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Abbott to use White Paper for regressive tax 'reform'

By Tristan Ewins - posted Wednesday, 1 April 2015

The Federal Australian Treasury's White Paper on tax reform seems to have been received well by the Abbott Conservative Government.

Amongst other suggestions, it urges slashing the Company Tax rate to make Australia a more attractive place for investment.

But arguably decreased Company Tax is not the answer and will only lead to further 'corporate welfare'.


The white paper complains that 70 per cent of Commonwealth tax revenue is drawn from personal and company taxes. But what is the alternative? A higher GST? More user pays? More austerity in the context of an-already stunted social wage and welfare state?

Dividend Imputation, Corporate Taxation, Corporate Welfare

On the good side, Gareth Hutchens of 'The Age' (30/3/2015) notes arguments have arisen for the potential rescission of Australia's regime of Dividend Imputation. (tax breaks on share dividends; ostensibly to make up for 'double taxation')

For a start, lower Company Tax rates dilute arguments about the unfairness of 'double taxation'. Australia's Company Tax rate has been reduced markedly since the Keating Government which introduced the dividend imputation system. Countries such as the UK and France – which once had imputation – have now dropped the measure. It no longer appears 'necessary' either for 'fairness' or 'competitiveness'.

To clarify: Nicholas Gruen of 'The Age' pointed out in 2012 that the cost of Dividend Imputation to the Australian people (as represented in the Government) of over $20 billion a year!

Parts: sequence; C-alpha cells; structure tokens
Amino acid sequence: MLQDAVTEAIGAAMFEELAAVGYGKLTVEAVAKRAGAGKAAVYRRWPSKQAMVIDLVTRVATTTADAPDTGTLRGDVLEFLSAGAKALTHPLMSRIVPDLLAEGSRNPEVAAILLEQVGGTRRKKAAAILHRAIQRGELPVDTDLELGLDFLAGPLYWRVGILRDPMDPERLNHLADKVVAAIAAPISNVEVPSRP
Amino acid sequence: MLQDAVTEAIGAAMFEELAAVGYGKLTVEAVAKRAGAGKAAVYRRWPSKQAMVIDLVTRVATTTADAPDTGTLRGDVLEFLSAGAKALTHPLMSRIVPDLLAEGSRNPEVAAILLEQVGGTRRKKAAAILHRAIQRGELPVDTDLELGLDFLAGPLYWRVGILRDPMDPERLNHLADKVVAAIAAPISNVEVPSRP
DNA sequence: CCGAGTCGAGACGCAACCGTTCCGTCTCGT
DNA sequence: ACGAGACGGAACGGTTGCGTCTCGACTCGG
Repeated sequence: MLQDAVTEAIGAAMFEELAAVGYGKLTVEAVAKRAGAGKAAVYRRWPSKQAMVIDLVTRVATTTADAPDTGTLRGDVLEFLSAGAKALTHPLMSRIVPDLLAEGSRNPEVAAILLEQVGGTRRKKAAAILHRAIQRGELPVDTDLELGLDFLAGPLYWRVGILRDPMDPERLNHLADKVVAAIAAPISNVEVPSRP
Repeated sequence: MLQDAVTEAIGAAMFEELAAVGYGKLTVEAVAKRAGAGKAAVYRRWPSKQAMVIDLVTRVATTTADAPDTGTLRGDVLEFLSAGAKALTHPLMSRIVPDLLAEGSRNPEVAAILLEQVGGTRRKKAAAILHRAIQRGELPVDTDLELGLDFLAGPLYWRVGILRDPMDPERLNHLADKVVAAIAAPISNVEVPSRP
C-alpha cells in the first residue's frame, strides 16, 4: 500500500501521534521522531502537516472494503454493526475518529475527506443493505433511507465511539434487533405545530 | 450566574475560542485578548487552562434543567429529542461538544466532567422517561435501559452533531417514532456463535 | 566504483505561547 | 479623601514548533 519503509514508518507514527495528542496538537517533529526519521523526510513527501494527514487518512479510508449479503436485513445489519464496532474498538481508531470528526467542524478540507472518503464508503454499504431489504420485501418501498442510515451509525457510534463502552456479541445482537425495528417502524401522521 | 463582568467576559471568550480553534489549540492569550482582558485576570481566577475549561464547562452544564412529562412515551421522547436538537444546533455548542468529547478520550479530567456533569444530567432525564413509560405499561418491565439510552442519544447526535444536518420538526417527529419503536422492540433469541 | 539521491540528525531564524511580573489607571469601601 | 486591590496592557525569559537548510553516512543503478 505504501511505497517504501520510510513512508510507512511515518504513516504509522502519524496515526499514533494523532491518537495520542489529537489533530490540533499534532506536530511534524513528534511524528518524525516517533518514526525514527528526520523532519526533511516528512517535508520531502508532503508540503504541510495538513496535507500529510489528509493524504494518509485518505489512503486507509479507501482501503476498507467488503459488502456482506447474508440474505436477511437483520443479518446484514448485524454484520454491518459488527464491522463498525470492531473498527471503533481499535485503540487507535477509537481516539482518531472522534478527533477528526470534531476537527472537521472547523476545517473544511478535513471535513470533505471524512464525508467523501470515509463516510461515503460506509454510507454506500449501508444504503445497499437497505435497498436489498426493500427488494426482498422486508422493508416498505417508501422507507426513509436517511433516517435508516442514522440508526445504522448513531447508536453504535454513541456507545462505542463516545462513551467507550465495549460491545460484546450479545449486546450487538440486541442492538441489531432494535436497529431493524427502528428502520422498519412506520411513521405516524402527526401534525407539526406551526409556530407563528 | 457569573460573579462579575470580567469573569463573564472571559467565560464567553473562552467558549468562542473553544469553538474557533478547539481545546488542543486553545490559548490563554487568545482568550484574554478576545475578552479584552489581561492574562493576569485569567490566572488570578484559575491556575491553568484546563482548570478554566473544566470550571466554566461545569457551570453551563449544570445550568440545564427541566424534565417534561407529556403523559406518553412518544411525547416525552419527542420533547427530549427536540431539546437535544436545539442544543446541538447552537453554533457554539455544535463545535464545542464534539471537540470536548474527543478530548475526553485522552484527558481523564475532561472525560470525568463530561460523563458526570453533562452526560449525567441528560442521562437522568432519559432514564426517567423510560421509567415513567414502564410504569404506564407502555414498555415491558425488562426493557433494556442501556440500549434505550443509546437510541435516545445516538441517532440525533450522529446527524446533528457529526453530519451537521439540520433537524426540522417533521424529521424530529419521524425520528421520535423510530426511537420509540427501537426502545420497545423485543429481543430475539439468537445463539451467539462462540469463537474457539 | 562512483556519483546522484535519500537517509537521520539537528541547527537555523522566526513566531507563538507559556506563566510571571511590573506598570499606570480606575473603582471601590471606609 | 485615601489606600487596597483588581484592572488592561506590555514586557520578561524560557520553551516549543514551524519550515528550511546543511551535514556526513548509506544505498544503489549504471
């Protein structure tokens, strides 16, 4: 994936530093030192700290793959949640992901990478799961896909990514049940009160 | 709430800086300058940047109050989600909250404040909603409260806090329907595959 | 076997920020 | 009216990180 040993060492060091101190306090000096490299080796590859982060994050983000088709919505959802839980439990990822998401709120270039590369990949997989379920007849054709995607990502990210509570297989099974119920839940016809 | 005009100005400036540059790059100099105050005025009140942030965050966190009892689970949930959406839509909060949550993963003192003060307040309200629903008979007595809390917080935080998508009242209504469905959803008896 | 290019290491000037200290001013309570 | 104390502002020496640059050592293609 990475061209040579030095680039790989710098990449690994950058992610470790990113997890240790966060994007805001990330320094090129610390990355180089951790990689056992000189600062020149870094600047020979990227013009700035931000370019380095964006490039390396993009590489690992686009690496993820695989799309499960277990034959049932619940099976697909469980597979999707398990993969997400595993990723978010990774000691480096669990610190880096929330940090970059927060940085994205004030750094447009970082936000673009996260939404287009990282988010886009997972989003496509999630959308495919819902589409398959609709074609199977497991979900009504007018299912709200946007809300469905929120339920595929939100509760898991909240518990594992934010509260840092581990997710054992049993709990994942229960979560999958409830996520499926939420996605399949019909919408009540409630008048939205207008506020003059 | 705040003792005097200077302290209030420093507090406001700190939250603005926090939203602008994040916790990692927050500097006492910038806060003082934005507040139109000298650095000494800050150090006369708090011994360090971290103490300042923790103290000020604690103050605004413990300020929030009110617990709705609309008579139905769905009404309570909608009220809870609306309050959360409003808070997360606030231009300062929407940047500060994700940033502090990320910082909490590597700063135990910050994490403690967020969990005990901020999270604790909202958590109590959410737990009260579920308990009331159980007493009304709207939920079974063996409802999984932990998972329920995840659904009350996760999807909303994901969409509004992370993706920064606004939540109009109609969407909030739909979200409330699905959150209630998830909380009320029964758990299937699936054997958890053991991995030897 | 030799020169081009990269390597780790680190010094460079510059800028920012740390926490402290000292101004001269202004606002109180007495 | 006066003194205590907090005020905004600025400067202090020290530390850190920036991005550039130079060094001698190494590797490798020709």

The result of falling Company Tax, dividend imputation and other pro-corporate measures has been much lower levels of tax paid by business, and the effective consequence of 'corporate welfare', in tandem with other effective corporate subsidies.


For instance David Holmes at 'The Conversation' has noted– "the fuel tax credit scheme to the mining industry" which delivered $2 billion in corporate subsidies for mining corporate interests in 2011 alone; and a total of over $5 billion all up.

But it goes much further than this. Corporate welfare can also be interpreted as taking the form of a falling minimum wage and a falling wage share of the economy. In Australia specifically the wage share fell by about ten percentage pointssince 1959. (see the associated graph via the hyperlink above) That means higher levels of exploitation of working people by business. That is, Australian workers are subsidising corporate profit through lower relative wages.

Further, there is an assault on welfare rights to 'make room' for effective corporate tax subsidies; and 'punitive welfare' , 'work for the dole' etc, effectively reduce the bargaining power of workers because of an insecure and desperate 'reserve army of labour'.

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About the Author

Tristan Ewins has a PhD and is a freelance writer, qualified teacher and social commentator based in Melbourne, Australia. He is also a long-time member of the Socialist Left of the Australian Labor Party (ALP). He blogs at Left Focus, ALP Socialist Left Forum and the Movement for a Democratic Mixed Economy.

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